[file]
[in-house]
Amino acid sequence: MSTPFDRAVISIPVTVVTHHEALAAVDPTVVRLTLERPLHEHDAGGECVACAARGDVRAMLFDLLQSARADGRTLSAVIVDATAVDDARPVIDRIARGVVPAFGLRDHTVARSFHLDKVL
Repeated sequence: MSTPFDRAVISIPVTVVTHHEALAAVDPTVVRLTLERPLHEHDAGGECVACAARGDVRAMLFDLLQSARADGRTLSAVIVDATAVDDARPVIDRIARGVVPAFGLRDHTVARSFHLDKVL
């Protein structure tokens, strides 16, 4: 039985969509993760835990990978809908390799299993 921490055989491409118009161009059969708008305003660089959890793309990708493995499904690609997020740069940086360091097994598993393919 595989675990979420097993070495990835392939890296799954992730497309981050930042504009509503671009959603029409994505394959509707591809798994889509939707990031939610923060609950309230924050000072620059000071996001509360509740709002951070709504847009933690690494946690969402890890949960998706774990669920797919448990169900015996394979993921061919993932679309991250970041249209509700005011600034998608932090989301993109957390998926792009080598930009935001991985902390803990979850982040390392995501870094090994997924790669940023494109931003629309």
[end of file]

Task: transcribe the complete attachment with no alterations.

[in-house]
Amino acid sequence: MSTPFDRAVISIPVTVVTHHEALAAVDPTVVRLTLERPLHEHDAGGECVACAARGDVRAMLFDLLQSARADGRTLSAVIVDATAVDDARPVIDRIARGVVPAFGLRDHTVARSFHLDKVL
Repeated sequence: MSTPFDRAVISIPVTVVTHHEALAAVDPTVVRLTLERPLHEHDAGGECVACAARGDVRAMLFDLLQSARADGRTLSAVIVDATAVDDARPVIDRIARGVVPAFGLRDHTVARSFHLDKVL
């Protein structure tokens, strides 16, 4: 039985969509993760835990990978809908390799299993 921490055989491409118009161009059969708008305003660089959890793309990708493995499904690609997020740069940086360091097994598993393919 595989675990979420097993070495990835392939890296799954992730497309981050930042504009509503671009959603029409994505394959509707591809798994889509939707990031939610923060609950309230924050000072620059000071996001509360509740709002951070709504847009933690690494946690969402890890949960998706774990669920797919448990169900015996394979993921061919993932679309991250970041249209509700005011600034998608932090989301993109957390998926792009080598930009935001991985902390803990979850982040390392995501870094090994997924790669940023494109931003629309």